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People

PEOPLE

We record here the lives of people who have made a difference to the history of Hallow.



BOULTON, John Charles (1895-1976)     
WWI soldier.  Read more about him here



BROWNE, Frederick Cyril (1904-1965)   
He was an active member of Hallow's community - read more here 



COURT, Jim (1938-2012)    
Farmer, Greenhill Farm, read more here






CROWE, Peter Alan (1935-2015) 
Known as Pete, he was a popular member of Hallow's community, and beloved husband of Janet.  Pete was born at Yew Tree Villas, and lived in Hallow all his life.  Read more about him here


Mrs Anne HOLLAND lived at Hallow Park for a short while c. 1838 to 1841.  To read the research, click here






MARSHMAN, George (24 June 1920 to 6 March 2008)
George was born at Thorngrove, Grimley on 24 June 1920.  His parents were Frederick, who was head gardener at Thorngrove, and Esther (nee Morgans) who was originally from Pembrokeshire.   He was a much loved husband and father, and was also a former Hallow shoe repairer, postman and school caretaker – to read his son David's recollections, please click here.          
  


MASON, Robert (Known as Bob) (1931-2015)      
Village Bobby.  To read about him, click here




PENNEY, Thomas George (1896-1917)   
WWI soldier.  Read more about him here  and his postcards home, view here






PEPYS, Reginald Whitmore (1883-1914)    
WWI, Captain.  Reginald was born in the Hallow Vicarage, the youngest son of Rev. Herbert Pepys.  Read about him here




PRATT, Emily Violet (1887-1987)   
Known as Violet, and daughter of Henry and Edith of the Royal Oak Inn.  Violet was a nurse.  Read about her here




RICHARDSON, Frederick Charles (Born in East Comer, Worcester 1895)   WWI soldier, Frederick lived in Park Lane (1911).  Read more about him here  





STALLARD, Alice May (1893-1918)     
Alice was a WWI V.A.D. nurse, having previously taught at Hallow School.  Read more here



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MRS. HENRY STEVENSON (1808-1893)

A picture of life in Hallow and Worcester 100 years ago is revealed through a diary kept by Mrs. Henry Stevenson, whose husband was Rector of Grimley with Hallow from 1845 to 1853.  She was formerly named Mary Bland, born 1808, daughter of a Newark solicitor who had been Mayor of his town.  Husband Henry was an Honorary Canon of Worcester Cathedral, and examining chaplain to Bishop Pepys, and on his mother’s side of the family he was a first cousin of Sir Robert Peel, Prime Minister (1834/5 and 1841-1846).

Mary began keeping her diary in 1850 after 22 years of marriage, and continued until 1892, by which time her entries had become brief and few. 

As was recalled by her grandson Lt.-Col. John Stevenson, Mary’s last surviving daughters, Misses Cecilia and Edith lived in Barbourne and they died long before the start of the Second World War.  John said that of his grandparents 13 children, two died in infancy and none of the seven daughters married.  Only two of the four sons had children of their own.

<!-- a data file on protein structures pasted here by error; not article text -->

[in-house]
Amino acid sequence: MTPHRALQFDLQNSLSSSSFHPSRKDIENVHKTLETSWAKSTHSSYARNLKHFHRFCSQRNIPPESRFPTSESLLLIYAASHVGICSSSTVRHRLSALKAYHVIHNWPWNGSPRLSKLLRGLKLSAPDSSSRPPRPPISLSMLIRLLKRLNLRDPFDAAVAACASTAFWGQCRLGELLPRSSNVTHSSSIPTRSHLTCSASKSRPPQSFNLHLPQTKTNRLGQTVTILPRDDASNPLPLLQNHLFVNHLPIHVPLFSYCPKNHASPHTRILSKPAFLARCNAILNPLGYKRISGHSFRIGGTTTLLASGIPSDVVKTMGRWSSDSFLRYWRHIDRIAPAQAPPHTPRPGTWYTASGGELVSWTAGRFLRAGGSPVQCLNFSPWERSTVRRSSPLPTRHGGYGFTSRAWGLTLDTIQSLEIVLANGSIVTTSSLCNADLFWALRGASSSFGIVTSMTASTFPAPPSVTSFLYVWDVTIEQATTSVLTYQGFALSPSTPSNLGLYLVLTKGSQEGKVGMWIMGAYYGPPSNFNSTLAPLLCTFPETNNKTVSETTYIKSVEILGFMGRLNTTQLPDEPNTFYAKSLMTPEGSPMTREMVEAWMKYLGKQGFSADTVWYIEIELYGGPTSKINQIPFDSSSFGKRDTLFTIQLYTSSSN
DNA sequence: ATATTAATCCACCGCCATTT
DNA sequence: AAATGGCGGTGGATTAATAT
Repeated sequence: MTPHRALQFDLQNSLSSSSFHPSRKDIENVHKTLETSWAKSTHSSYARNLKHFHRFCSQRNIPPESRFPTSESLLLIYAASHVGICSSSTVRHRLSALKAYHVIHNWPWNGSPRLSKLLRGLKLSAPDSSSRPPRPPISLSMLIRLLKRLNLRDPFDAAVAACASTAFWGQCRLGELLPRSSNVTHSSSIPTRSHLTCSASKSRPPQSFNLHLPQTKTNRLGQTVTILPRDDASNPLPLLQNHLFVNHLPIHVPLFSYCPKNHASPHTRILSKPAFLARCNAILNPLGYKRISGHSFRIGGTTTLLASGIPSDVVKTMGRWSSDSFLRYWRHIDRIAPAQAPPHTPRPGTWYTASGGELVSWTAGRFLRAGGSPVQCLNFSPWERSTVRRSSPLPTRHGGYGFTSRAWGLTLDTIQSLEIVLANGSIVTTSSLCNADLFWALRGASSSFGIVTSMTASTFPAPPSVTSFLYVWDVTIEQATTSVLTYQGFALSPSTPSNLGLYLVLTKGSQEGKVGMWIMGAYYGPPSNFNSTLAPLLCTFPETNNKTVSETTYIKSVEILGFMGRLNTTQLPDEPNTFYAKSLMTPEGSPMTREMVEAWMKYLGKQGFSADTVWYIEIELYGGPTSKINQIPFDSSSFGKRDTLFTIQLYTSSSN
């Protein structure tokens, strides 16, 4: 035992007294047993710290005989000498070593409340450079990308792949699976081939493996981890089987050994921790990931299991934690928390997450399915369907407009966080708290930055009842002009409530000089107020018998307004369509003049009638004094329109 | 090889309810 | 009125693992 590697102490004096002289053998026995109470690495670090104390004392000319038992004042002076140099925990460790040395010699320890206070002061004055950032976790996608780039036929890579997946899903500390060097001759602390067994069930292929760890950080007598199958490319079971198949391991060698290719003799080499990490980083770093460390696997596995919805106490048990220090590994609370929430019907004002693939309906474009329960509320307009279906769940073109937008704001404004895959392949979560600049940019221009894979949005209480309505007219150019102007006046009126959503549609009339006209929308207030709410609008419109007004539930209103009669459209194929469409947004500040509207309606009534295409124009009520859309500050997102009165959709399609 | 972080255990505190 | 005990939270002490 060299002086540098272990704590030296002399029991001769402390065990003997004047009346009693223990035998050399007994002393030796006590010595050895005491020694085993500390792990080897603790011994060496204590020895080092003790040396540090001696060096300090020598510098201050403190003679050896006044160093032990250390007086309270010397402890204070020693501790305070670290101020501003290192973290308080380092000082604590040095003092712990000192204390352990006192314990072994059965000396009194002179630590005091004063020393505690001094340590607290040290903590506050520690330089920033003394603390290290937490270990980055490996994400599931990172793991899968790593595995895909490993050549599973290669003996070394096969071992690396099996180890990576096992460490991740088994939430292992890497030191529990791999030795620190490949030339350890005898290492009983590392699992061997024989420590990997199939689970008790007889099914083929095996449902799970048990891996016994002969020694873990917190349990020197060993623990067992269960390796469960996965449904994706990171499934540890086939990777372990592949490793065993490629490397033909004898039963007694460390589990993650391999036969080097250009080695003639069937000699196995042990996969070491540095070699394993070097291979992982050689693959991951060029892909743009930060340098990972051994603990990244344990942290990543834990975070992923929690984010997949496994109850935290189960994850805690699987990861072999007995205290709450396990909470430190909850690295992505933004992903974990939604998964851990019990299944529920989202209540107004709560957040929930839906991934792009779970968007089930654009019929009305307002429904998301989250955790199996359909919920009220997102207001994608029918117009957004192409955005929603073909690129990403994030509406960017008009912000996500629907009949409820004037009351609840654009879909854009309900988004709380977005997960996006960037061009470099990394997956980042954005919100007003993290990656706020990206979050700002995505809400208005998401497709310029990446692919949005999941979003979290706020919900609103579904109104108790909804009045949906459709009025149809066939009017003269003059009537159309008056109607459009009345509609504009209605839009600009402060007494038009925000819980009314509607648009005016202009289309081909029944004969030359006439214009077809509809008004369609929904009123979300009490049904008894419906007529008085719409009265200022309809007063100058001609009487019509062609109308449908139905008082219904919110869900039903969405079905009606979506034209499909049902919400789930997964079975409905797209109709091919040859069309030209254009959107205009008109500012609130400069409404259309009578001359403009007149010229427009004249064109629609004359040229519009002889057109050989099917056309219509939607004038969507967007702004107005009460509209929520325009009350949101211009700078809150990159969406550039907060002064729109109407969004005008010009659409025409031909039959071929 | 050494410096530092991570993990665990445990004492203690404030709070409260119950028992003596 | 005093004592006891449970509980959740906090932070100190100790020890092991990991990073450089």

The first diary entry was August 18, 1850 and recalled the re-opening of Hallow Church “after a thorough cleaning”.  A new alter cloth, pulpit cushions etc. had been provided by parishioners as a testimonial of respect to the pastor who was also the Rector at Grimley, and officially Perpetual Curate of Hallow, and was “even referred to occasionally as the Vicar.  The Church was not the one familiar today, but its chapel-like predecessor, without tower or aisles which was built in 1830, was taken down in 1869 to make room for the present Church”.

Mary’s domestic detail is fascinating i.e. her husband preaches whilst suffering toothache, its removal undertaken days later “under the influence of chloroform”.  She has her eyes treated with laudanum, and one of her children is ill and has leeches applied.

In October 1850 Mary and Rev. Stephenson set off by train “an arduous undertaking to Manchester and Fleetwood” where he was to preach, and she was to visit friends.  “A luggage train broke down immediately before us and we were detained two hours”.  They had a narrow escape for “six or seven carriages were broken to pieces and fragments of glass and iron were thrown in all directions.”  On their return to Hallow “with much joy and thankfulness” Mary was delighted with Fanny Kemble’s reading of Shakespeare.

On November 5th there was a great bonfire on Hallow Green, and December 2nd she briefly mentioned  ‘Women’s Club at Hallow and Broadheath’.  This may have resembled the WI or perhaps been a religious gathering.

One of Mary’s duties was to attend funerals and comfort mourners.  She also played the church organ and the churchwardens and parishioners presented her with a gold watch and chain valued at £25 (app. £2850 equiv. 2016) as an acknowledgement of two years’ service and she notes “such testimonials shew a due and proper reciprocity of feeling between a pastor, his family and flock”.

Mary (mama), Rev. Stevenson (papa) and ten children had their photograph taken on the Vicarage Lawn by the Daguerreotype process, and two months later the eleventh child was born.

Mary was a member of a cultured circle, chiefly clerical and medical and she went to many parties including those given by Sir Charles and Lady Hastings at their home in Foregate Street.
Sir Charles was the founder of the British Medical Association and was knighted in 1850.  He also founded the Natural History Society whose meetings the Rev. and Mrs. Stevenson often attended.  Mary went to the Three Choirs Festival but did not comment on the music, she also enjoyed sketching and painting and wrote about beginning to paint a picture for a friend’s birthday gift.